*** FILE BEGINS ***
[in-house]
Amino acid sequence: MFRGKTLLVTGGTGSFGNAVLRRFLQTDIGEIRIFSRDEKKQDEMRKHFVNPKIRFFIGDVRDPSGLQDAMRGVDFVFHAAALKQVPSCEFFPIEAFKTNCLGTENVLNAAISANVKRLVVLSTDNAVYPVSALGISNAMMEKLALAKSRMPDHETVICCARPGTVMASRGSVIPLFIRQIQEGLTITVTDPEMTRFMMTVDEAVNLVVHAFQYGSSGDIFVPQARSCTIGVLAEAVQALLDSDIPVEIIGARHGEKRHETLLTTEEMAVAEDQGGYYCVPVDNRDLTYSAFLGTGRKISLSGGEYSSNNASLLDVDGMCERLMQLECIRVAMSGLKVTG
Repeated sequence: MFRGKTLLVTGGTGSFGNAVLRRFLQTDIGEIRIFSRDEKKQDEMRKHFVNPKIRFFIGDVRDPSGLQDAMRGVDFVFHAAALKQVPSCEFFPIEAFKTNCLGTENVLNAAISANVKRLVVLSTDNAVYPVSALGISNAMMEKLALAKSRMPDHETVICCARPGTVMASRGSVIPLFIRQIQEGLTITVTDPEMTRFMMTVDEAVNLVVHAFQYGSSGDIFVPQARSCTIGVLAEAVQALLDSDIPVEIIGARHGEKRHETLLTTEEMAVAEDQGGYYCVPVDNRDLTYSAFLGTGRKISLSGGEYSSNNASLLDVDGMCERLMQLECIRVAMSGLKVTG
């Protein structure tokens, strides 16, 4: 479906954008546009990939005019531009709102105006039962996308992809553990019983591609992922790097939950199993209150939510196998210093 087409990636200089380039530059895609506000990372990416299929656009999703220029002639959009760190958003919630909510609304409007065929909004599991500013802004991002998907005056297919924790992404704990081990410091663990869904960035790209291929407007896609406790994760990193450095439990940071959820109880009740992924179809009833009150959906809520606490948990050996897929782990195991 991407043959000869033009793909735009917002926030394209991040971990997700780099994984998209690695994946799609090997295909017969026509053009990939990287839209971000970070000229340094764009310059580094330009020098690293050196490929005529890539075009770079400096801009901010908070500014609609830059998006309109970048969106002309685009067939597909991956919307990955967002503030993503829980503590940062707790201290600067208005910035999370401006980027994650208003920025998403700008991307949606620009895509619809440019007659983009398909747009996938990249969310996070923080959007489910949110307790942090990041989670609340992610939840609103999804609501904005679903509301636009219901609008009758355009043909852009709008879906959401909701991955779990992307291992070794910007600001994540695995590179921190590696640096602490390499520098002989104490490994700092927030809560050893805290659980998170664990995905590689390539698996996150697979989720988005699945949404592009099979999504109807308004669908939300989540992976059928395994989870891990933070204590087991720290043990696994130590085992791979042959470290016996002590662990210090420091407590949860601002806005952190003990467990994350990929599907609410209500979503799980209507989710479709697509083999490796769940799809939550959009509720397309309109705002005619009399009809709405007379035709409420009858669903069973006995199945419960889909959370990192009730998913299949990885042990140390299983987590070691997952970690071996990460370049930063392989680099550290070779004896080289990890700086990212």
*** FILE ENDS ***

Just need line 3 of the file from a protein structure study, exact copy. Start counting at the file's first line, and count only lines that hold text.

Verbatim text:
Repeated sequence: MFRGKTLLVTGGTGSFGNAVLRRFLQTDIGEIRIFSRDEKKQDEMRKHFVNPKIRFFIGDVRDPSGLQDAMRGVDFVFHAAALKQVPSCEFFPIEAFKTNCLGTENVLNAAISANVKRLVVLSTDNAVYPVSALGISNAMMEKLALAKSRMPDHETVICCARPGTVMASRGSVIPLFIRQIQEGLTITVTDPEMTRFMMTVDEAVNLVVHAFQYGSSGDIFVPQARSCTIGVLAEAVQALLDSDIPVEIIGARHGEKRHETLLTTEEMAVAEDQGGYYCVPVDNRDLTYSAFLGTGRKISLSGGEYSSNNASLLDVDGMCERLMQLECIRVAMSGLKVTG